• Caucasian
  • Blue eyes
  • Long brown hair
  • Slim build
  • 5’3 ft
  • 119 lbs

If you have any information in relation to their current location, please contact the Cochrane RCMP at 403-932-2211. If you wish to remain anonymous, you can contact Crime Stoppers at 1-800-222-8477 (TIPS), online at www.P3Tips.com or by using the “P3 Tips” app available through the Apple App or Google Play Store.

After 15 years as a TV reporter with Global and CBC and as news director of RDTV in Red Deer, Duane set out on his own 2008 as a visual storyteller. During this period, he became fascinated with a burgeoning online world and how it could better serve local communities. This fascination led to Todayville, launched in 2016.

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Alberta

Smith won’t seek early vote if she wins UCP leadership, becomes next Alberta premier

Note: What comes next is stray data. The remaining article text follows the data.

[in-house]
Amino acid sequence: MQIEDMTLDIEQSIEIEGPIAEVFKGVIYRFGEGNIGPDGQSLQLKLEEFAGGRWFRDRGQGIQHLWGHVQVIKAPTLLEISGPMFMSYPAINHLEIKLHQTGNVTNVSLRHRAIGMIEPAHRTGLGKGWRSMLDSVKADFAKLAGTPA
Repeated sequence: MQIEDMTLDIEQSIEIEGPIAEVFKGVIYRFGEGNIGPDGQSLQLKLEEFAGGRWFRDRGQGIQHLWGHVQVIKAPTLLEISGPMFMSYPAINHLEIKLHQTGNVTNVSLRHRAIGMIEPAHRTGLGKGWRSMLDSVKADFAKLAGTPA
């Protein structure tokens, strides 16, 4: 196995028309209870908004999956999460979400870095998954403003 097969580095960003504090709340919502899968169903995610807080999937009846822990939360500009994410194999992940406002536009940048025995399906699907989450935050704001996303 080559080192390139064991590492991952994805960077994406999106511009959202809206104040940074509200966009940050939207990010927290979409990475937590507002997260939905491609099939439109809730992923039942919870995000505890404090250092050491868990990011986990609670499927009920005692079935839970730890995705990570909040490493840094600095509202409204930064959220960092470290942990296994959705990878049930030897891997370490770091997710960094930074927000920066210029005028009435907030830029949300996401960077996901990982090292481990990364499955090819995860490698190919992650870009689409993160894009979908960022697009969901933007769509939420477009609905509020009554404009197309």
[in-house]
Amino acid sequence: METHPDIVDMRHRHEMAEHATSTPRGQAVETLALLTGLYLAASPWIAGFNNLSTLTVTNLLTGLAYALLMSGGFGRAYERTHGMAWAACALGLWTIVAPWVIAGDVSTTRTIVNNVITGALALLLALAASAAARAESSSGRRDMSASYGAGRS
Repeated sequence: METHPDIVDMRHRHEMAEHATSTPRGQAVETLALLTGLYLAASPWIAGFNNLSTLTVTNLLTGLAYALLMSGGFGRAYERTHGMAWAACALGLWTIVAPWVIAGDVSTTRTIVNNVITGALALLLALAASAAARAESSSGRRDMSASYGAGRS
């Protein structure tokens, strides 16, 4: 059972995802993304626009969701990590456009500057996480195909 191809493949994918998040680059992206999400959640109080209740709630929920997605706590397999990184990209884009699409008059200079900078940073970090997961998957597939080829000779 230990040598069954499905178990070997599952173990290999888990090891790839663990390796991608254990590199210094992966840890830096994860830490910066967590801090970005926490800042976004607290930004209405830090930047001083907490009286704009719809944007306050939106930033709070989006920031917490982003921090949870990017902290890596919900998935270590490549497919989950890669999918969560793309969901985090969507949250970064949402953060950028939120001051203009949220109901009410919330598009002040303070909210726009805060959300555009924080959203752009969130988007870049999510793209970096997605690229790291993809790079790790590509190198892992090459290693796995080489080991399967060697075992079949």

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United Conservative Party leadership candidate Danielle Smith says if she wins this week’s vote and becomes the next Alberta premier, she would not call an early election to seek a broad mandate on her policy ideas.

Smith, the perceived front-runner in the race, says the public tends to punish leaders who call an early election.

She says she would wait until the next scheduled election in May 2023, but believes she has a mandate now to proceed with her plans.

Smith has said she would immediately pass an Alberta sovereignty act, which would allow the province to ignore federal laws and court rulings deemed not in its interest.

Legal experts, some of Smith’s leadership rivals and Premier Jason Kenney have labelled the act not only illegal but a recipe for constitutional and economic chaos.

Smith has also talked about revamping the health system by using health spending accounts and firing the board of Alberta Health Services, which oversees the front-line delivery of care.